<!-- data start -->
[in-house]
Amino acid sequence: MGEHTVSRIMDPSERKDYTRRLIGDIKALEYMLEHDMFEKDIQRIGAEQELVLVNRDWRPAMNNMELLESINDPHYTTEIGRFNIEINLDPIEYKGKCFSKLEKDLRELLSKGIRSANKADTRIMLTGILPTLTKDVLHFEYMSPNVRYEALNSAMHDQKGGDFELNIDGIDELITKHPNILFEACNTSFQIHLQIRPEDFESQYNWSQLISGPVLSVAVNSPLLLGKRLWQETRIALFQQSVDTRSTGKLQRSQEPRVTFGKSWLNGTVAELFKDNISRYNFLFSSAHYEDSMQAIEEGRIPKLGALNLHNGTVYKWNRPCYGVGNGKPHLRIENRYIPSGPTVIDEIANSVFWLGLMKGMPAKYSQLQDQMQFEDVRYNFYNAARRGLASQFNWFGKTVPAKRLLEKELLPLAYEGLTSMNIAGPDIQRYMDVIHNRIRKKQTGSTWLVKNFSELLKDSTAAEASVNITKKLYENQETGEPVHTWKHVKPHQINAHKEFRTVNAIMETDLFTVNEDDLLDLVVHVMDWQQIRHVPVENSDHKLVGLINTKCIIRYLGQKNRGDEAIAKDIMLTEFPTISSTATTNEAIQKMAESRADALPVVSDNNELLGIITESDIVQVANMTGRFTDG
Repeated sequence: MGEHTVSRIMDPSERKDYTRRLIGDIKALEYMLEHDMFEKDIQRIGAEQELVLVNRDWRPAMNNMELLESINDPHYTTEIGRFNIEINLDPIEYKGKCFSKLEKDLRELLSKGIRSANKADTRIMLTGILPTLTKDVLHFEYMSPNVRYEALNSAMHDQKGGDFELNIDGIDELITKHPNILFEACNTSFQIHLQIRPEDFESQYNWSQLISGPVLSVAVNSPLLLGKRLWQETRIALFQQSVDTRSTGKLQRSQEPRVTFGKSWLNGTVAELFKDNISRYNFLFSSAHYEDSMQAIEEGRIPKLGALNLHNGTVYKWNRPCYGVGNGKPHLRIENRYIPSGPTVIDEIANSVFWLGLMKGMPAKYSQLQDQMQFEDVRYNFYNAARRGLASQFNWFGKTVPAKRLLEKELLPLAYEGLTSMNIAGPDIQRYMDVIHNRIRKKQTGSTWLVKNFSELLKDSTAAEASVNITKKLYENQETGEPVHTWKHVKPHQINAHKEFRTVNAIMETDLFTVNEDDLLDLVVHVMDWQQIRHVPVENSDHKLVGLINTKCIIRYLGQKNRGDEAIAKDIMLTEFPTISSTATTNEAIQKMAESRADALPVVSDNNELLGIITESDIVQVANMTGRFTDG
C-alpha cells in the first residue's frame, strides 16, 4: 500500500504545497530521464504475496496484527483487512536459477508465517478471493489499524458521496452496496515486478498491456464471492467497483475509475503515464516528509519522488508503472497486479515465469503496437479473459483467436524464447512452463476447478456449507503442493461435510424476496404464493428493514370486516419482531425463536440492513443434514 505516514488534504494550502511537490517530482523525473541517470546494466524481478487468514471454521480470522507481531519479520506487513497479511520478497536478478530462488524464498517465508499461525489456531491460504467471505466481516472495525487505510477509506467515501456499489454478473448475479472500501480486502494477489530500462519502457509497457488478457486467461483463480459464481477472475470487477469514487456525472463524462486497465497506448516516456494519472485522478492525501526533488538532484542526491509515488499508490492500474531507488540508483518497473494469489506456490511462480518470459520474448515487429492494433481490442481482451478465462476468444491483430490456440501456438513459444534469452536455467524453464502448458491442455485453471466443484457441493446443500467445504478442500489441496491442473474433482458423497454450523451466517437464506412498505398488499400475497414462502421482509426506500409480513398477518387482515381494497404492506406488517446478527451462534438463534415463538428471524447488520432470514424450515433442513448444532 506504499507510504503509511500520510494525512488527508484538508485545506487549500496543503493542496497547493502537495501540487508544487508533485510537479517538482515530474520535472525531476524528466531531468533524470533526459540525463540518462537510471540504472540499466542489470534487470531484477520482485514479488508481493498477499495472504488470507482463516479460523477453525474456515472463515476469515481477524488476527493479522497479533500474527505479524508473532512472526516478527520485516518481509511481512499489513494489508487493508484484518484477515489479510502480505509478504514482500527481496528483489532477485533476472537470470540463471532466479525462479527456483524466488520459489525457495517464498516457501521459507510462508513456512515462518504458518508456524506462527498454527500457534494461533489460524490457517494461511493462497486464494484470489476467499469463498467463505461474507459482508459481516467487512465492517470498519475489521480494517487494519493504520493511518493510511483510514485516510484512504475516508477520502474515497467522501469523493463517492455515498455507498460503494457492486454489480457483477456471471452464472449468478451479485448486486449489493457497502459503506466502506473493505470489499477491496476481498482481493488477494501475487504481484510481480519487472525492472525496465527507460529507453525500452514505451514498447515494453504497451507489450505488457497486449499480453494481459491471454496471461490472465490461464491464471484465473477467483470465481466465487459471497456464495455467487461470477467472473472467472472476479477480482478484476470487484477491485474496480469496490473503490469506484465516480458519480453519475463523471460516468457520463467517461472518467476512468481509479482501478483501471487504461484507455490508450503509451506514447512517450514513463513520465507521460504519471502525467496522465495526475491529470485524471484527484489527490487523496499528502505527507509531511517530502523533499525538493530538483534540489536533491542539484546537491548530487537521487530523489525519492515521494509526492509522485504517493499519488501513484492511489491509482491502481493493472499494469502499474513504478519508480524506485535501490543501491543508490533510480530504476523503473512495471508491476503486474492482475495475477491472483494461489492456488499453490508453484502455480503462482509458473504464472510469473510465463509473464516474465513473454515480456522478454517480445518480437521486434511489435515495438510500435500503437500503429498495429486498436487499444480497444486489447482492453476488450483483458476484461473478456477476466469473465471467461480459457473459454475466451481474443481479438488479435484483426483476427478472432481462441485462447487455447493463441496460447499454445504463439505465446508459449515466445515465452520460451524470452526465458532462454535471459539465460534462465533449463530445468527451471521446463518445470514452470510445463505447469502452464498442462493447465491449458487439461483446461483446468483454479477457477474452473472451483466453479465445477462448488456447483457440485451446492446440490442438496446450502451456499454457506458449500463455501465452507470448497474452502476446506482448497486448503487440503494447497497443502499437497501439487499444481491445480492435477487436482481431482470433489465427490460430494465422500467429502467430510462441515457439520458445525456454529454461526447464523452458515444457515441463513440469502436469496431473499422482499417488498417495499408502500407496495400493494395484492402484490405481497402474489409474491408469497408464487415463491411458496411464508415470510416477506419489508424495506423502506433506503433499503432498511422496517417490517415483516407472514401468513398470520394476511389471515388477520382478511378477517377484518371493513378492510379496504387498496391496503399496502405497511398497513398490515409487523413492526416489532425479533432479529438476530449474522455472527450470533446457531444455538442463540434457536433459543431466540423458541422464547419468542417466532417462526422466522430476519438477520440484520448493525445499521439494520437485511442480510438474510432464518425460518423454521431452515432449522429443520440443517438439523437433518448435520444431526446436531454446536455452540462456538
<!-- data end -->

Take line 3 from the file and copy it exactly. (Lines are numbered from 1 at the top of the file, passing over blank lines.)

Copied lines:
Repeated sequence: MGEHTVSRIMDPSERKDYTRRLIGDIKALEYMLEHDMFEKDIQRIGAEQELVLVNRDWRPAMNNMELLESINDPHYTTEIGRFNIEINLDPIEYKGKCFSKLEKDLRELLSKGIRSANKADTRIMLTGILPTLTKDVLHFEYMSPNVRYEALNSAMHDQKGGDFELNIDGIDELITKHPNILFEACNTSFQIHLQIRPEDFESQYNWSQLISGPVLSVAVNSPLLLGKRLWQETRIALFQQSVDTRSTGKLQRSQEPRVTFGKSWLNGTVAELFKDNISRYNFLFSSAHYEDSMQAIEEGRIPKLGALNLHNGTVYKWNRPCYGVGNGKPHLRIENRYIPSGPTVIDEIANSVFWLGLMKGMPAKYSQLQDQMQFEDVRYNFYNAARRGLASQFNWFGKTVPAKRLLEKELLPLAYEGLTSMNIAGPDIQRYMDVIHNRIRKKQTGSTWLVKNFSELLKDSTAAEASVNITKKLYENQETGEPVHTWKHVKPHQINAHKEFRTVNAIMETDLFTVNEDDLLDLVVHVMDWQQIRHVPVENSDHKLVGLINTKCIIRYLGQKNRGDEAIAKDIMLTEFPTISSTATTNEAIQKMAESRADALPVVSDNNELLGIITESDIVQVANMTGRFTDG